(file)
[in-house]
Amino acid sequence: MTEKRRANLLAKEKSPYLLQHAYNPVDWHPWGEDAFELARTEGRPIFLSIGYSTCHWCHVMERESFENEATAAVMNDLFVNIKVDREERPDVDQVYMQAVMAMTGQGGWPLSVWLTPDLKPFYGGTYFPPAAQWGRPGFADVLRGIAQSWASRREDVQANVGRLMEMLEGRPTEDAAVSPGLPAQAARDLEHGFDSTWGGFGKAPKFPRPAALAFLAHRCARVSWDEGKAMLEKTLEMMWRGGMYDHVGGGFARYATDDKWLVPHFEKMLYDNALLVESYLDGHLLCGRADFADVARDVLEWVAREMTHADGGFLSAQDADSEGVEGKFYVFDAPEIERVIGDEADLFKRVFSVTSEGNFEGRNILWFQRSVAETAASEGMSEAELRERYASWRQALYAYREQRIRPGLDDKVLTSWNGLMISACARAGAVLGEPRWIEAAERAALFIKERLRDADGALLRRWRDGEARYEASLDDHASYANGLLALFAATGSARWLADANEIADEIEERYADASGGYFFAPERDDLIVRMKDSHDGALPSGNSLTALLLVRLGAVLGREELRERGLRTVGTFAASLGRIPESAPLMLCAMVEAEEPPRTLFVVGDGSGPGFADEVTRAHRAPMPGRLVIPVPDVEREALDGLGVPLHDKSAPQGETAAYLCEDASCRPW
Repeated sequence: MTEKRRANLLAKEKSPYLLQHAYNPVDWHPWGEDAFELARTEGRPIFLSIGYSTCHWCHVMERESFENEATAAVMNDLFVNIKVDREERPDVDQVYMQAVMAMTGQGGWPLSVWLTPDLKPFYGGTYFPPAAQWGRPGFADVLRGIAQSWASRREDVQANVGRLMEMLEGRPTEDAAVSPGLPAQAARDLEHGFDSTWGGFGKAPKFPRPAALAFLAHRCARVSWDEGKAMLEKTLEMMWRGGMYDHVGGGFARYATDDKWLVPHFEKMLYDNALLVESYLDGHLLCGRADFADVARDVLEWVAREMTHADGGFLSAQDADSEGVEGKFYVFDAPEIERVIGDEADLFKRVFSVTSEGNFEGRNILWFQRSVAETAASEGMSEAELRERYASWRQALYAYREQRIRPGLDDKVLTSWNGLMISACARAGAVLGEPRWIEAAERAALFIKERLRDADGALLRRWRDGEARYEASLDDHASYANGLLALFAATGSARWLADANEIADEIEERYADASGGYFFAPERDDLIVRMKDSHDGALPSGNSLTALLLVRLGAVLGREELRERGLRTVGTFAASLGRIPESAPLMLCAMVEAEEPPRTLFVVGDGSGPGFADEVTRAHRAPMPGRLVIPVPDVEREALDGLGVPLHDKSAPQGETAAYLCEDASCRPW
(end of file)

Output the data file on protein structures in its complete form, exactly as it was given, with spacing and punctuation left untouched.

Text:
[in-house]
Amino acid sequence: MTEKRRANLLAKEKSPYLLQHAYNPVDWHPWGEDAFELARTEGRPIFLSIGYSTCHWCHVMERESFENEATAAVMNDLFVNIKVDREERPDVDQVYMQAVMAMTGQGGWPLSVWLTPDLKPFYGGTYFPPAAQWGRPGFADVLRGIAQSWASRREDVQANVGRLMEMLEGRPTEDAAVSPGLPAQAARDLEHGFDSTWGGFGKAPKFPRPAALAFLAHRCARVSWDEGKAMLEKTLEMMWRGGMYDHVGGGFARYATDDKWLVPHFEKMLYDNALLVESYLDGHLLCGRADFADVARDVLEWVAREMTHADGGFLSAQDADSEGVEGKFYVFDAPEIERVIGDEADLFKRVFSVTSEGNFEGRNILWFQRSVAETAASEGMSEAELRERYASWRQALYAYREQRIRPGLDDKVLTSWNGLMISACARAGAVLGEPRWIEAAERAALFIKERLRDADGALLRRWRDGEARYEASLDDHASYANGLLALFAATGSARWLADANEIADEIEERYADASGGYFFAPERDDLIVRMKDSHDGALPSGNSLTALLLVRLGAVLGREELRERGLRTVGTFAASLGRIPESAPLMLCAMVEAEEPPRTLFVVGDGSGPGFADEVTRAHRAPMPGRLVIPVPDVEREALDGLGVPLHDKSAPQGETAAYLCEDASCRPW
Repeated sequence: MTEKRRANLLAKEKSPYLLQHAYNPVDWHPWGEDAFELARTEGRPIFLSIGYSTCHWCHVMERESFENEATAAVMNDLFVNIKVDREERPDVDQVYMQAVMAMTGQGGWPLSVWLTPDLKPFYGGTYFPPAAQWGRPGFADVLRGIAQSWASRREDVQANVGRLMEMLEGRPTEDAAVSPGLPAQAARDLEHGFDSTWGGFGKAPKFPRPAALAFLAHRCARVSWDEGKAMLEKTLEMMWRGGMYDHVGGGFARYATDDKWLVPHFEKMLYDNALLVESYLDGHLLCGRADFADVARDVLEWVAREMTHADGGFLSAQDADSEGVEGKFYVFDAPEIERVIGDEADLFKRVFSVTSEGNFEGRNILWFQRSVAETAASEGMSEAELRERYASWRQALYAYREQRIRPGLDDKVLTSWNGLMISACARAGAVLGEPRWIEAAERAALFIKERLRDADGALLRRWRDGEARYEASLDDHASYANGLLALFAATGSARWLADANEIADEIEERYADASGGYFFAPERDDLIVRMKDSHDGALPSGNSLTALLLVRLGAVLGREELRERGLRTVGTFAASLGRIPESAPLMLCAMVEAEEPPRTLFVVGDGSGPGFADEVTRAHRAPMPGRLVIPVPDVEREALDGLGVPLHDKSAPQGETAAYLCEDASCRPW